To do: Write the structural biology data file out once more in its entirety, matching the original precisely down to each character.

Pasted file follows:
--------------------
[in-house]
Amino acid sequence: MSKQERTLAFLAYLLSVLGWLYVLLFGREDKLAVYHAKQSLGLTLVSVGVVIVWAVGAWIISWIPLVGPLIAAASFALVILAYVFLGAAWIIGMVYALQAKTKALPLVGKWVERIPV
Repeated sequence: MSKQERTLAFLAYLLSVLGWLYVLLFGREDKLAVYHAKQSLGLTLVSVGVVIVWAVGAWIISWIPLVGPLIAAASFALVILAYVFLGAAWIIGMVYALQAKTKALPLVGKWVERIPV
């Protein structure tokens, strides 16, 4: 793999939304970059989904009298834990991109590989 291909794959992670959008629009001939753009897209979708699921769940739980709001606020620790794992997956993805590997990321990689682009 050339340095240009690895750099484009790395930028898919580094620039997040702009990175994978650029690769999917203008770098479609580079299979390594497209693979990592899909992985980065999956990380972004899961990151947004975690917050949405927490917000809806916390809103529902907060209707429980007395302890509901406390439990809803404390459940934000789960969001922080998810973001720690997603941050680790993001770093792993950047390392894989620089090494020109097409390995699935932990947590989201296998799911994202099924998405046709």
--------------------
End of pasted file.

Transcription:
[in-house]
Amino acid sequence: MSKQERTLAFLAYLLSVLGWLYVLLFGREDKLAVYHAKQSLGLTLVSVGVVIVWAVGAWIISWIPLVGPLIAAASFALVILAYVFLGAAWIIGMVYALQAKTKALPLVGKWVERIPV
Repeated sequence: MSKQERTLAFLAYLLSVLGWLYVLLFGREDKLAVYHAKQSLGLTLVSVGVVIVWAVGAWIISWIPLVGPLIAAASFALVILAYVFLGAAWIIGMVYALQAKTKALPLVGKWVERIPV
């Protein structure tokens, strides 16, 4: 793999939304970059989904009298834990991109590989 291909794959992670959008629009001939753009897209979708699921769940739980709001606020620790794992997956993805590997990321990689682009 050339340095240009690895750099484009790395930028898919580094620039997040702009990175994978650029690769999917203008770098479609580079299979390594497209693979990592899909992985980065999956990380972004899961990151947004975690917050949405927490917000809806916390809103529902907060209707429980007395302890509901406390439990809803404390459940934000789960969001922080998810973001720690997603941050680790993001770093792993950047390392894989620089090494020109097409390995699935932990947590989201296998799911994202099924998405046709």